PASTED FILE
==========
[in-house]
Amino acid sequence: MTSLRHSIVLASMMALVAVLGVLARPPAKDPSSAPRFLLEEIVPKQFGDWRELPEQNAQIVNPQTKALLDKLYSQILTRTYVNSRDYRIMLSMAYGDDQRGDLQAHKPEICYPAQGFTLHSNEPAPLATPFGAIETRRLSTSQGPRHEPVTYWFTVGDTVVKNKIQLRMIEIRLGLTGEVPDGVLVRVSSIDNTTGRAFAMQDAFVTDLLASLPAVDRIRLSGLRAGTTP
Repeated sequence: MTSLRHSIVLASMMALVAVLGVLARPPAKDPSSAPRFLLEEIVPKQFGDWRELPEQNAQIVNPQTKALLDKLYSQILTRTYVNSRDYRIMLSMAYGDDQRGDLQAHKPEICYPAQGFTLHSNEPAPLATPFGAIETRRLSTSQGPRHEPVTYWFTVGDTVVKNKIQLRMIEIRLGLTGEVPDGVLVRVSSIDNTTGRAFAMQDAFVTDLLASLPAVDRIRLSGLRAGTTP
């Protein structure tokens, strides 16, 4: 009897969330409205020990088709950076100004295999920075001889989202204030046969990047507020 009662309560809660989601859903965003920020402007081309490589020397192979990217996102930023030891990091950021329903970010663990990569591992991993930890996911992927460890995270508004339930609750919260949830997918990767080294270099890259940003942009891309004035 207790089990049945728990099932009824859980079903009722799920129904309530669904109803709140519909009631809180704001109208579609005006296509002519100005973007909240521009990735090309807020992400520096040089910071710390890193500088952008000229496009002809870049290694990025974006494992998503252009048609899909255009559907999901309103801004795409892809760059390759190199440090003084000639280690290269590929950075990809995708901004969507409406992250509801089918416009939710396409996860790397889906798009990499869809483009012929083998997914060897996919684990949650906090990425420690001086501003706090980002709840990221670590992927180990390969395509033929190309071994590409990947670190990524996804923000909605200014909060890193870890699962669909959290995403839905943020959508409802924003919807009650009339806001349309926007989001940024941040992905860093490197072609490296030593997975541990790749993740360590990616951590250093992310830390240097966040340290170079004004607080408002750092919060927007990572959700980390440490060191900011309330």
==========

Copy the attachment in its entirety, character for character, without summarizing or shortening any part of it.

[in-house]
Amino acid sequence: MTSLRHSIVLASMMALVAVLGVLARPPAKDPSSAPRFLLEEIVPKQFGDWRELPEQNAQIVNPQTKALLDKLYSQILTRTYVNSRDYRIMLSMAYGDDQRGDLQAHKPEICYPAQGFTLHSNEPAPLATPFGAIETRRLSTSQGPRHEPVTYWFTVGDTVVKNKIQLRMIEIRLGLTGEVPDGVLVRVSSIDNTTGRAFAMQDAFVTDLLASLPAVDRIRLSGLRAGTTP
Repeated sequence: MTSLRHSIVLASMMALVAVLGVLARPPAKDPSSAPRFLLEEIVPKQFGDWRELPEQNAQIVNPQTKALLDKLYSQILTRTYVNSRDYRIMLSMAYGDDQRGDLQAHKPEICYPAQGFTLHSNEPAPLATPFGAIETRRLSTSQGPRHEPVTYWFTVGDTVVKNKIQLRMIEIRLGLTGEVPDGVLVRVSSIDNTTGRAFAMQDAFVTDLLASLPAVDRIRLSGLRAGTTP
């Protein structure tokens, strides 16, 4: 009897969330409205020990088709950076100004295999920075001889989202204030046969990047507020 009662309560809660989601859903965003920020402007081309490589020397192979990217996102930023030891990091950021329903970010663990990569591992991993930890996911992927460890995270508004339930609750919260949830997918990767080294270099890259940003942009891309004035 207790089990049945728990099932009824859980079903009722799920129904309530669904109803709140519909009631809180704001109208579609005006296509002519100005973007909240521009990735090309807020992400520096040089910071710390890193500088952008000229496009002809870049290694990025974006494992998503252009048609899909255009559907999901309103801004795409892809760059390759190199440090003084000639280690290269590929950075990809995708901004969507409406992250509801089918416009939710396409996860790397889906798009990499869809483009012929083998997914060897996919684990949650906090990425420690001086501003706090980002709840990221670590992927180990390969395509033929190309071994590409990947670190990524996804923000909605200014909060890193870890699962669909959290995403839905943020959508409802924003919807009650009339806001349309926007989001940024941040992905860093490197072609490296030593997975541990790749993740360590990616951590250093992310830390240097966040340290170079004004607080408002750092919060927007990572959700980390440490060191900011309330």